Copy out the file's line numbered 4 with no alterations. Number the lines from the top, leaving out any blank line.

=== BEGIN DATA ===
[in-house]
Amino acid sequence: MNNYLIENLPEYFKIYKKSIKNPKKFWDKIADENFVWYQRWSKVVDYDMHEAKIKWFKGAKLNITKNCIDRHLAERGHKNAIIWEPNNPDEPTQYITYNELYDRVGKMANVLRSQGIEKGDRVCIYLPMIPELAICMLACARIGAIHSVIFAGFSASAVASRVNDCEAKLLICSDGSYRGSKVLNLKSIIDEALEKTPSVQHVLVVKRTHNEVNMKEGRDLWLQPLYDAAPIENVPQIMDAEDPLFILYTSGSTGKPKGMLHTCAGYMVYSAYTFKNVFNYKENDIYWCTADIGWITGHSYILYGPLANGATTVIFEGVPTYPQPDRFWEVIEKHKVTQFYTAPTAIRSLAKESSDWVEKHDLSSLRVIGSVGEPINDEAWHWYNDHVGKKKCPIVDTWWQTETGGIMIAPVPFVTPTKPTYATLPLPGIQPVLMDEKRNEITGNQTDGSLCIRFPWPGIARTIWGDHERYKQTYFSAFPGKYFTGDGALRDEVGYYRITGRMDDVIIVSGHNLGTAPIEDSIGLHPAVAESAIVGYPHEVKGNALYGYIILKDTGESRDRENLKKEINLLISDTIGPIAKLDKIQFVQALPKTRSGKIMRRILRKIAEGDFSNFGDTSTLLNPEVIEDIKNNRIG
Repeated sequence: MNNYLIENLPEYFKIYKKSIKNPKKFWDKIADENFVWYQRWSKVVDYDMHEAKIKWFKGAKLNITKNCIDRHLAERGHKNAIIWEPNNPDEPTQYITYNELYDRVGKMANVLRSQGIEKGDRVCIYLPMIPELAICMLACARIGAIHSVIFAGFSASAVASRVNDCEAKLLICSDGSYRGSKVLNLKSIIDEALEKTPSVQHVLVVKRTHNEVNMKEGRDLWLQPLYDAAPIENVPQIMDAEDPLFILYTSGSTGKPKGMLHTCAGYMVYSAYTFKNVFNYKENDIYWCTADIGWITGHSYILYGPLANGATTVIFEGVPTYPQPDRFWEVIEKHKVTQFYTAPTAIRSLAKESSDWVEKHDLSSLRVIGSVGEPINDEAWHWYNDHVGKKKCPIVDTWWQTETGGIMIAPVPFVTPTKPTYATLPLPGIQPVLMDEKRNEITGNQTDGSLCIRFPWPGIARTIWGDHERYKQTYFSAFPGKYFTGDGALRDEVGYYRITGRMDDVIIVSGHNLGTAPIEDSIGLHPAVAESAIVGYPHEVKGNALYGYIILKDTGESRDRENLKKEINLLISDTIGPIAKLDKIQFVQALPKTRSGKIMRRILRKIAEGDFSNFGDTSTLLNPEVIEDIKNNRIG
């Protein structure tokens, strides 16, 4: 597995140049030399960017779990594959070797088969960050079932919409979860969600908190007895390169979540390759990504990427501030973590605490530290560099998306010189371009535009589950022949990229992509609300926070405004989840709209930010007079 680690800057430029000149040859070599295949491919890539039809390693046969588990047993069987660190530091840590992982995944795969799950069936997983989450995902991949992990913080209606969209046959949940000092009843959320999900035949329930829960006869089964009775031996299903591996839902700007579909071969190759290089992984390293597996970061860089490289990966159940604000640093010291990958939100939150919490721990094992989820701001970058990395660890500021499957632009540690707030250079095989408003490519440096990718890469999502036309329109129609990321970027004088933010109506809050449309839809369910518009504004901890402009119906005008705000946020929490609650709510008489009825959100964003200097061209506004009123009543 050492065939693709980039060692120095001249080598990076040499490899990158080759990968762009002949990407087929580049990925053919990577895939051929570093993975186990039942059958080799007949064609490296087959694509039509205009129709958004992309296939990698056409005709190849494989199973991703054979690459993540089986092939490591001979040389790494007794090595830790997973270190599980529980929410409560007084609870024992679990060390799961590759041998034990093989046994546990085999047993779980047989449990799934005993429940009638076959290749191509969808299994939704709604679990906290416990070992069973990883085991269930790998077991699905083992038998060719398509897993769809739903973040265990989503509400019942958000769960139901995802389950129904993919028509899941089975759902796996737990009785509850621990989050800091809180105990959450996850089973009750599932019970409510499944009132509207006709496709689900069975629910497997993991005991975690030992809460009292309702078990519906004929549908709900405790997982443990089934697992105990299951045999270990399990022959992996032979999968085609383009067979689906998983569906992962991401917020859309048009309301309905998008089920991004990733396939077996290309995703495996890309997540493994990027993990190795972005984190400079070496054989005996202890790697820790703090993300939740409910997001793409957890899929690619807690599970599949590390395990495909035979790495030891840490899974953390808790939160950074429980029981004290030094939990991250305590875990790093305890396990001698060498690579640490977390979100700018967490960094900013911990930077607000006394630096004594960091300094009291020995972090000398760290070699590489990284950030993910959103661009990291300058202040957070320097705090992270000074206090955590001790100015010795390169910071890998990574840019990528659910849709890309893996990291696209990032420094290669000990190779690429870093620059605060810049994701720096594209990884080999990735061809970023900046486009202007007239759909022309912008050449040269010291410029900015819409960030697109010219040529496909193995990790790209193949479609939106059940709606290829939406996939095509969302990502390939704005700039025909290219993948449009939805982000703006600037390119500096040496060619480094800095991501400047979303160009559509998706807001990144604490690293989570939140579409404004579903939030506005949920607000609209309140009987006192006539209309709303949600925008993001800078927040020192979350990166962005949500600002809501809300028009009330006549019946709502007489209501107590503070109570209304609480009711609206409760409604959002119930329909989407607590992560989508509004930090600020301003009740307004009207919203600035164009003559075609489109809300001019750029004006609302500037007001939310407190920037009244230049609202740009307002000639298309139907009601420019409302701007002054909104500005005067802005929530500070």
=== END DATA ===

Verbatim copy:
């Protein structure tokens, strides 16, 4: 597995140049030399960017779990594959070797088969960050079932919409979860969600908190007895390169979540390759990504990427501030973590605490530290560099998306010189371009535009589950022949990229992509609300926070405004989840709209930010007079 680690800057430029000149040859070599295949491919890539039809390693046969588990047993069987660190530091840590992982995944795969799950069936997983989450995902991949992990913080209606969209046959949940000092009843959320999900035949329930829960006869089964009775031996299903591996839902700007579909071969190759290089992984390293597996970061860089490289990966159940604000640093010291990958939100939150919490721990094992989820701001970058990395660890500021499957632009540690707030250079095989408003490519440096990718890469999502036309329109129609990321970027004088933010109506809050449309839809369910518009504004901890402009119906005008705000946020929490609650709510008489009825959100964003200097061209506004009123009543 050492065939693709980039060692120095001249080598990076040499490899990158080759990968762009002949990407087929580049990925053919990577895939051929570093993975186990039942059958080799007949064609490296087959694509039509205009129709958004992309296939990698056409005709190849494989199973991703054979690459993540089986092939490591001979040389790494007794090595830790997973270190599980529980929410409560007084609870024992679990060390799961590759041998034990093989046994546990085999047993779980047989449990799934005993429940009638076959290749191509969808299994939704709604679990906290416990070992069973990883085991269930790998077991699905083992038998060719398509897993769809739903973040265990989503509400019942958000769960139901995802389950129904993919028509899941089975759902796996737990009785509850621990989050800091809180105990959450996850089973009750599932019970409510499944009132509207006709496709689900069975629910497997993991005991975690030992809460009292309702078990519906004929549908709900405790997982443990089934697992105990299951045999270990399990022959992996032979999968085609383009067979689906998983569906992962991401917020859309048009309301309905998008089920991004990733396939077996290309995703495996890309997540493994990027993990190795972005984190400079070496054989005996202890790697820790703090993300939740409910997001793409957890899929690619807690599970599949590390395990495909035979790495030891840490899974953390808790939160950074429980029981004290030094939990991250305590875990790093305890396990001698060498690579640490977390979100700018967490960094900013911990930077607000006394630096004594960091300094009291020995972090000398760290070699590489990284950030993910959103661009990291300058202040957070320097705090992270000074206090955590001790100015010795390169910071890998990574840019990528659910849709890309893996990291696209990032420094290669000990190779690429870093620059605060810049994701720096594209990884080999990735061809970023900046486009202007007239759909022309912008050449040269010291410029900015819409960030697109010219040529496909193995990790790209193949479609939106059940709606290829939406996939095509969302990502390939704005700039025909290219993948449009939805982000703006600037390119500096040496060619480094800095991501400047979303160009559509998706807001990144604490690293989570939140579409404004579903939030506005949920607000609209309140009987006192006539209309709303949600925008993001800078927040020192979350990166962005949500600002809501809300028009009330006549019946709502007489209501107590503070109570209304609480009711609206409760409604959002119930329909989407607590992560989508509004930090600020301003009740307004009207919203600035164009003559075609489109809300001019750029004006609302500037007001939310407190920037009244230049609202740009307002000639298309139907009601420019409302701007002054909104500005005067802005929530500070």